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The League of Extraordinary Gentlemen Volume III: Century #3 2009 Paperback


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The League of Extraordinary Gentlemen Volume III: Century #3 2009 + The League of Extraordinary Gentlemen Volume III: Century #2 1969 + The League of Extraordinary Gentlemen Volume 3: Century #1 1910
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Product Details

  • Series: League of Extraordinary Gentlemen
  • Paperback: 80 pages
  • Publisher: Top Shelf Productions (July 10, 2012)
  • Language: English
  • ISBN-10: 160309007X
  • ISBN-13: 978-1603090070
  • Product Dimensions: 2.6 x 4 x 0.2 inches
  • Shipping Weight: 10.6 ounces (View shipping rates and policies)
  • Average Customer Review: 3.4 out of 5 stars  See all reviews (27 customer reviews)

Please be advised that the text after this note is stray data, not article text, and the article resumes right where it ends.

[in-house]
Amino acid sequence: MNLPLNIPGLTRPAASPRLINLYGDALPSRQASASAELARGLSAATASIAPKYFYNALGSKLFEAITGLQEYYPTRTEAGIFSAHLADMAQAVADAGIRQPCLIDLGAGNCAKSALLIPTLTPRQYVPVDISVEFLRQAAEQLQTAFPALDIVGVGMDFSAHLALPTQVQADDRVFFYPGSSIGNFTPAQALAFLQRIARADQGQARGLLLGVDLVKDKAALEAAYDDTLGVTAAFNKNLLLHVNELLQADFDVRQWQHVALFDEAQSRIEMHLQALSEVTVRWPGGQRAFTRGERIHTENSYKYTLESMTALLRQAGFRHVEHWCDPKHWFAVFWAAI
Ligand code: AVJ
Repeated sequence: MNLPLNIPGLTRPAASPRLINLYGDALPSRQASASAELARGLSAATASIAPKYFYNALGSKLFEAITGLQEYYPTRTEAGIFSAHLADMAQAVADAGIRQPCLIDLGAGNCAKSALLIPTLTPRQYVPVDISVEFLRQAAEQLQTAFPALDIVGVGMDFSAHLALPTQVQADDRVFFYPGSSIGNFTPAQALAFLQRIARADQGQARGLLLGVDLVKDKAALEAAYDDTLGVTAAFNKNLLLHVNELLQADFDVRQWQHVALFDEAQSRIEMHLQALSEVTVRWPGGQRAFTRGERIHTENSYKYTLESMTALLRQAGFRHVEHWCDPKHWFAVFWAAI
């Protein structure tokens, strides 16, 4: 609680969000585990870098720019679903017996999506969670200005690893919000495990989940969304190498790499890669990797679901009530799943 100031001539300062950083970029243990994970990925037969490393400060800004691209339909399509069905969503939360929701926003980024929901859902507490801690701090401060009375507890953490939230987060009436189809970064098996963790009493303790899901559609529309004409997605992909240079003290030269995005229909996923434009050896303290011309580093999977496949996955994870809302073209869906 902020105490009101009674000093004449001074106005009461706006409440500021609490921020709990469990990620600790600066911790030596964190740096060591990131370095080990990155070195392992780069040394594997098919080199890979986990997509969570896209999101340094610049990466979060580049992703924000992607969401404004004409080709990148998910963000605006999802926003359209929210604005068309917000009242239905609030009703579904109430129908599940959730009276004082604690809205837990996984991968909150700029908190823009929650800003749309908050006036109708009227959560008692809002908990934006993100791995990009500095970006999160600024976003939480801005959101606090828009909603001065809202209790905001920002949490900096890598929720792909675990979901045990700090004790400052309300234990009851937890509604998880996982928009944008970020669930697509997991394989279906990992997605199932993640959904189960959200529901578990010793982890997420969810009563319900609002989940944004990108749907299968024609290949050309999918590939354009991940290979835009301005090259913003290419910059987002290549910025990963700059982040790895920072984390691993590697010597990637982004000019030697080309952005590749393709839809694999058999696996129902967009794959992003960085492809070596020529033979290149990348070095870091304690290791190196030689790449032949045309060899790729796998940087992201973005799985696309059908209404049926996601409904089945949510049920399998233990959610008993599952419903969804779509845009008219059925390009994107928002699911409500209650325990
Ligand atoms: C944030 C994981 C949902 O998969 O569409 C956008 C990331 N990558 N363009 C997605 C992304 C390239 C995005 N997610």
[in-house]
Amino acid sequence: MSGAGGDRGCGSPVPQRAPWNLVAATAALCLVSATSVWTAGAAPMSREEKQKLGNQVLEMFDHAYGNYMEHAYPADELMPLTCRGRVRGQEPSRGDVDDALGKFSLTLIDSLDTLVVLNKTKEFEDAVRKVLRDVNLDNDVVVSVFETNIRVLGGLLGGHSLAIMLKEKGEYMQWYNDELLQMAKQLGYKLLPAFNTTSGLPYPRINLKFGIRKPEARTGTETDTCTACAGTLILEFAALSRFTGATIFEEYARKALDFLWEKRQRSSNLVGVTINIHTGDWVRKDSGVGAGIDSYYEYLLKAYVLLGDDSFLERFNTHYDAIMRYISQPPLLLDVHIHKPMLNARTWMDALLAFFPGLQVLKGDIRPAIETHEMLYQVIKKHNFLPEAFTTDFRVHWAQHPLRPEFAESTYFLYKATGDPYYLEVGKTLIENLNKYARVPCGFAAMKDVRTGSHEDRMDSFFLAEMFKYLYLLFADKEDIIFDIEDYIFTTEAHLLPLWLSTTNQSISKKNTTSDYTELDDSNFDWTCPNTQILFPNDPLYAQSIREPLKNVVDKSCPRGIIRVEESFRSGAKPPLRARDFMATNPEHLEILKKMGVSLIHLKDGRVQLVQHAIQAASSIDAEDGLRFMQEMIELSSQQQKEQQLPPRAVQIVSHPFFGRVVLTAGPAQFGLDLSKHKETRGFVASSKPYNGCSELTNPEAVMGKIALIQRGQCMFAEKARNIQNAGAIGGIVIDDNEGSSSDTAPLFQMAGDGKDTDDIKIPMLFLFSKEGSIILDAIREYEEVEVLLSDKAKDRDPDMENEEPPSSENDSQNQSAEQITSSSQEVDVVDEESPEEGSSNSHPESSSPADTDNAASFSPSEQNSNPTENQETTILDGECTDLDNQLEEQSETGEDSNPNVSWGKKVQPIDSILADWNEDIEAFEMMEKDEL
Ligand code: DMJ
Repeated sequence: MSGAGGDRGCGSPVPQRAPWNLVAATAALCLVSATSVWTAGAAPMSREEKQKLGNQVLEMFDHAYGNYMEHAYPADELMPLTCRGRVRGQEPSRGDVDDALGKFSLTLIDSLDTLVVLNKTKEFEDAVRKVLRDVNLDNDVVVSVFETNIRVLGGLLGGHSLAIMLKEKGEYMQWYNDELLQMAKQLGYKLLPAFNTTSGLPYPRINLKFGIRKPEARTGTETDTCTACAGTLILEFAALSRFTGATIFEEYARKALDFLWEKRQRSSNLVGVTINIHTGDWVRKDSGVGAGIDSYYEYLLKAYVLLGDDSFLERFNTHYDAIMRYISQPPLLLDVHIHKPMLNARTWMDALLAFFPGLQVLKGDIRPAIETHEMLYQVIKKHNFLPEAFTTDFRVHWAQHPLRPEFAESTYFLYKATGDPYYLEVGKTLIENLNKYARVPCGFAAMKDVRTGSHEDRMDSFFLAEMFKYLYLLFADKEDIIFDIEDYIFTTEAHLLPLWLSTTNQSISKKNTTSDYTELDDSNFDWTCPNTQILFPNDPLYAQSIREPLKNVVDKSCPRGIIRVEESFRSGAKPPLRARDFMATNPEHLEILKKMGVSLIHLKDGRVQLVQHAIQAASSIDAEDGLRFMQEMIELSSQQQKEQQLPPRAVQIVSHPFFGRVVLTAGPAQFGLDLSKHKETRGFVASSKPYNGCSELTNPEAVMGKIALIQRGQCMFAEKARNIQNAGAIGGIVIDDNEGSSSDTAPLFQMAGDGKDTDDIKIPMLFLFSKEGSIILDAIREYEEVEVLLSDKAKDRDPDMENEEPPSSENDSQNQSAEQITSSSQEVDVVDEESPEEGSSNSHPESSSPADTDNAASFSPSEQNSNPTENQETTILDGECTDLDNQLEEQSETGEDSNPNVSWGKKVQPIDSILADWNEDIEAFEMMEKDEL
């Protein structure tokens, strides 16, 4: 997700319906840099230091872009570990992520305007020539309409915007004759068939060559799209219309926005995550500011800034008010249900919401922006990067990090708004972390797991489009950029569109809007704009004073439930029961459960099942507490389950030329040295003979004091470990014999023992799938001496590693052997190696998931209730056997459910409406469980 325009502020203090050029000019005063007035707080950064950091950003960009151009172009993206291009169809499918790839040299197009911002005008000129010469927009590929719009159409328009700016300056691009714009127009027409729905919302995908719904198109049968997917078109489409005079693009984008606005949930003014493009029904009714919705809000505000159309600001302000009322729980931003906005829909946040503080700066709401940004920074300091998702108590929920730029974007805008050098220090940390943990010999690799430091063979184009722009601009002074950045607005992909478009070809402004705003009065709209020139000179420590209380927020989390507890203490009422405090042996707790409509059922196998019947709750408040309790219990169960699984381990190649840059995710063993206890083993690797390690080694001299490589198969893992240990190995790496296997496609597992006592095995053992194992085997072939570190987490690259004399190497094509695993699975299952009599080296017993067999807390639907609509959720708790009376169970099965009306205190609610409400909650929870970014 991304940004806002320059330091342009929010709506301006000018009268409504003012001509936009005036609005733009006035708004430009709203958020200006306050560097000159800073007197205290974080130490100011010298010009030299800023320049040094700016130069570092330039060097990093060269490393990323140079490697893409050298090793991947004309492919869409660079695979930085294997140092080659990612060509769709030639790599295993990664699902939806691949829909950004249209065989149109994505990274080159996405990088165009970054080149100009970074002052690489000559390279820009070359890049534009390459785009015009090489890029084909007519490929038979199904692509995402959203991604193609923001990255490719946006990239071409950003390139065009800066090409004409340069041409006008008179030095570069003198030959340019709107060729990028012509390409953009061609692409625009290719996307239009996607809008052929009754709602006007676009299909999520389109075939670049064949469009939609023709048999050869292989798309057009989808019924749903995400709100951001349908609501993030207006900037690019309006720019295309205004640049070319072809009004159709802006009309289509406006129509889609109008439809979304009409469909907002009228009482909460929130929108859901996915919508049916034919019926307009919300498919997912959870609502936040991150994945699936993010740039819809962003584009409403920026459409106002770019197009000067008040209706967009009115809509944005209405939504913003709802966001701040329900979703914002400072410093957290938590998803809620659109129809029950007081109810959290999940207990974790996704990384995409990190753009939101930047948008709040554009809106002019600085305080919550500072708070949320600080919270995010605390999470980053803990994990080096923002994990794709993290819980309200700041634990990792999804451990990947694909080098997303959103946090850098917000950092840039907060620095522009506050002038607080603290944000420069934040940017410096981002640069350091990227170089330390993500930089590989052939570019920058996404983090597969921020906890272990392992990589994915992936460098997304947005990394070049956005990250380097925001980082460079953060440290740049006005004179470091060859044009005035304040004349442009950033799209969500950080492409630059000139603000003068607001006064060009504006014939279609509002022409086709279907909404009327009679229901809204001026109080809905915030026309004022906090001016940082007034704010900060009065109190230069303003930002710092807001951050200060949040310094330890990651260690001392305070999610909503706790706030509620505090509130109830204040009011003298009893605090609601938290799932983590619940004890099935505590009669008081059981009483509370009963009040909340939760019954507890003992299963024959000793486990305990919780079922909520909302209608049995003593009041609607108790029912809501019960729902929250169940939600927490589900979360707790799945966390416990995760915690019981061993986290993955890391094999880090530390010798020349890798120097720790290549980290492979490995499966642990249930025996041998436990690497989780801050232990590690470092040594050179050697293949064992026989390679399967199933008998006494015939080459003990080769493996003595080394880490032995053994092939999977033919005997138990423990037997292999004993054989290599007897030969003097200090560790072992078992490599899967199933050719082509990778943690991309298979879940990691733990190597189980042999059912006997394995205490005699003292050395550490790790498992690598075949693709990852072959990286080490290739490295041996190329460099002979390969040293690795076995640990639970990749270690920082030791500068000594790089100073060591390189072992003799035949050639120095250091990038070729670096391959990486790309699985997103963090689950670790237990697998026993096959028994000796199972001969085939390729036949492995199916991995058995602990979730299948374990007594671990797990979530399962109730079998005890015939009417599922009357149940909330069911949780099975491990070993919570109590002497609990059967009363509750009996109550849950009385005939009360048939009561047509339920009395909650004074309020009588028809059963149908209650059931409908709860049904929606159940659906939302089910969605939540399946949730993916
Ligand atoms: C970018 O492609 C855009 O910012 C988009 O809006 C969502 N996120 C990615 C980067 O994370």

• Amazon Best Sellers Rank: #43,440 in Books (See Top 100 in Books)

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Customer Reviews

Many readers will probably just not bother to read it.
Johnny Heering
Little has changed in 2009 and I just don't get a feeling like I'm reading a story featuring literary characters.
E. David Swan
I was looking forward to reading his latest League of Extraordinary Gentlemen series.
PreMedArtist

Most Helpful Customer Reviews

6 of 6 people found the following review helpful By Ivo J. Steijn on July 14, 2012
Format: Paperback Verified Purchase
At one point during this story, someone asks Mina Harker what it's like to be immortal. She replies that the first 70 years are great, but after that...
There is a tremendous sense of fatigue emanating from our heroes here. It's 2009, Mina Harker has been missing for 40 years, Quartermain's fallen apart, Orlando has been, um, killing time and the whole Moon Child crisis seems to have been forgotten. It's only when Orlando receives a less-the-gentle reminder from the Blazing World that he/she lurches into action again.